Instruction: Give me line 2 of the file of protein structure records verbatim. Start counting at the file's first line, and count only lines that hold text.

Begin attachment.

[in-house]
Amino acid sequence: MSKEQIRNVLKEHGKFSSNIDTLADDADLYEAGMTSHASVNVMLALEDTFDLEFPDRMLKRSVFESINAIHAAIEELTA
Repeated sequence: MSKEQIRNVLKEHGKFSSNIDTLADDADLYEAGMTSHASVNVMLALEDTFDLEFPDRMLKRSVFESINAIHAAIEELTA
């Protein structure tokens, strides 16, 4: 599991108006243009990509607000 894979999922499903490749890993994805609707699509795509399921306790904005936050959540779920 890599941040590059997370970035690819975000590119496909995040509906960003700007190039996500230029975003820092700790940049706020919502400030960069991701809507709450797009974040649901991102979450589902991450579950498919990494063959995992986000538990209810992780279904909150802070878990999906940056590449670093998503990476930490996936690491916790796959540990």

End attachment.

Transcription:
Amino acid sequence: MSKEQIRNVLKEHGKFSSNIDTLADDADLYEAGMTSHASVNVMLALEDTFDLEFPDRMLKRSVFESINAIHAAIEELTA